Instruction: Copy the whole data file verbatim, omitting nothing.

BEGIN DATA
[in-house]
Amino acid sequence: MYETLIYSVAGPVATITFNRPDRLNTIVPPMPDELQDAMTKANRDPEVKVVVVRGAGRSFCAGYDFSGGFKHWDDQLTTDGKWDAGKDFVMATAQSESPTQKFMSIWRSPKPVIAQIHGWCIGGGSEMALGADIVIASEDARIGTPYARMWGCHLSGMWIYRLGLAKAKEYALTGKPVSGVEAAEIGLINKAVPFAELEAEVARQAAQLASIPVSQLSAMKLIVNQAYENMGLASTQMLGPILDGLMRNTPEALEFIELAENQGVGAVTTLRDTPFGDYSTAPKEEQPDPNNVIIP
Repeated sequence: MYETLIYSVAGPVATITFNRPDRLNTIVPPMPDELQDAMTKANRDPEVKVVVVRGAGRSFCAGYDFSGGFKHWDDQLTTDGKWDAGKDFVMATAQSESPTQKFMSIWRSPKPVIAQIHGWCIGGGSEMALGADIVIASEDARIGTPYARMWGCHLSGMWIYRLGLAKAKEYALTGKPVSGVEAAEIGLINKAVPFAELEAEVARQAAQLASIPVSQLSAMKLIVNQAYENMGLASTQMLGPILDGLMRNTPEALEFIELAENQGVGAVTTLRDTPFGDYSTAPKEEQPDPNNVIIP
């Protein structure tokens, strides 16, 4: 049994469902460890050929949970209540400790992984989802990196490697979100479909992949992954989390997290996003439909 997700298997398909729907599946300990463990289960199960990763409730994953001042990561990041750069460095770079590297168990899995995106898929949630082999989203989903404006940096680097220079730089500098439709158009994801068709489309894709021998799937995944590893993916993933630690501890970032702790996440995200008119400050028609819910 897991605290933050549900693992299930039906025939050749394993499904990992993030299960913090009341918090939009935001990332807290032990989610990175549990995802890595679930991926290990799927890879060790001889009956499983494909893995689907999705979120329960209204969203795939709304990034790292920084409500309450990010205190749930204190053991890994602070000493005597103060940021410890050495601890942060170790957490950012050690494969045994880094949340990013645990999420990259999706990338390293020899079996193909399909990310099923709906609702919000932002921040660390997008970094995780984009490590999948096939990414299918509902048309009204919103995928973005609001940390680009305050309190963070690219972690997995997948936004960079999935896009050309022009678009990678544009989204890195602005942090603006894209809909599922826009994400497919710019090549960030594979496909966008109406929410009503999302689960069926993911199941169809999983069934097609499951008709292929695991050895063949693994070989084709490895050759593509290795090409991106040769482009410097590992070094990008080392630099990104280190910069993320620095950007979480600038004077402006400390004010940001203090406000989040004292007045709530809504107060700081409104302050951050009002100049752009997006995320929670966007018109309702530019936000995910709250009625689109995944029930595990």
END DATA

[in-house]
Amino acid sequence: MYETLIYSVAGPVATITFNRPDRLNTIVPPMPDELQDAMTKANRDPEVKVVVVRGAGRSFCAGYDFSGGFKHWDDQLTTDGKWDAGKDFVMATAQSESPTQKFMSIWRSPKPVIAQIHGWCIGGGSEMALGADIVIASEDARIGTPYARMWGCHLSGMWIYRLGLAKAKEYALTGKPVSGVEAAEIGLINKAVPFAELEAEVARQAAQLASIPVSQLSAMKLIVNQAYENMGLASTQMLGPILDGLMRNTPEALEFIELAENQGVGAVTTLRDTPFGDYSTAPKEEQPDPNNVIIP
Repeated sequence: MYETLIYSVAGPVATITFNRPDRLNTIVPPMPDELQDAMTKANRDPEVKVVVVRGAGRSFCAGYDFSGGFKHWDDQLTTDGKWDAGKDFVMATAQSESPTQKFMSIWRSPKPVIAQIHGWCIGGGSEMALGADIVIASEDARIGTPYARMWGCHLSGMWIYRLGLAKAKEYALTGKPVSGVEAAEIGLINKAVPFAELEAEVARQAAQLASIPVSQLSAMKLIVNQAYENMGLASTQMLGPILDGLMRNTPEALEFIELAENQGVGAVTTLRDTPFGDYSTAPKEEQPDPNNVIIP
């Protein structure tokens, strides 16, 4: 049994469902460890050929949970209540400790992984989802990196490697979100479909992949992954989390997290996003439909 997700298997398909729907599946300990463990289960199960990763409730994953001042990561990041750069460095770079590297168990899995995106898929949630082999989203989903404006940096680097220079730089500098439709158009994801068709489309894709021998799937995944590893993916993933630690501890970032702790996440995200008119400050028609819910 897991605290933050549900693992299930039906025939050749394993499904990992993030299960913090009341918090939009935001990332807290032990989610990175549990995802890595679930991926290990799927890879060790001889009956499983494909893995689907999705979120329960209204969203795939709304990034790292920084409500309450990010205190749930204190053991890994602070000493005597103060940021410890050495601890942060170790957490950012050690494969045994880094949340990013645990999420990259999706990338390293020899079996193909399909990310099923709906609702919000932002921040660390997008970094995780984009490590999948096939990414299918509902048309009204919103995928973005609001940390680009305050309190963070690219972690997995997948936004960079999935896009050309022009678009990678544009989204890195602005942090603006894209809909599922826009994400497919710019090549960030594979496909966008109406929410009503999302689960069926993911199941169809999983069934097609499951008709292929695991050895063949693994070989084709490895050759593509290795090409991106040769482009410097590992070094990008080392630099990104280190910069993320620095950007979480600038004077402006400390004010940001203090406000989040004292007045709530809504107060700081409104302050951050009002100049752009997006995320929670966007018109309702530019936000995910709250009625689109995944029930595990």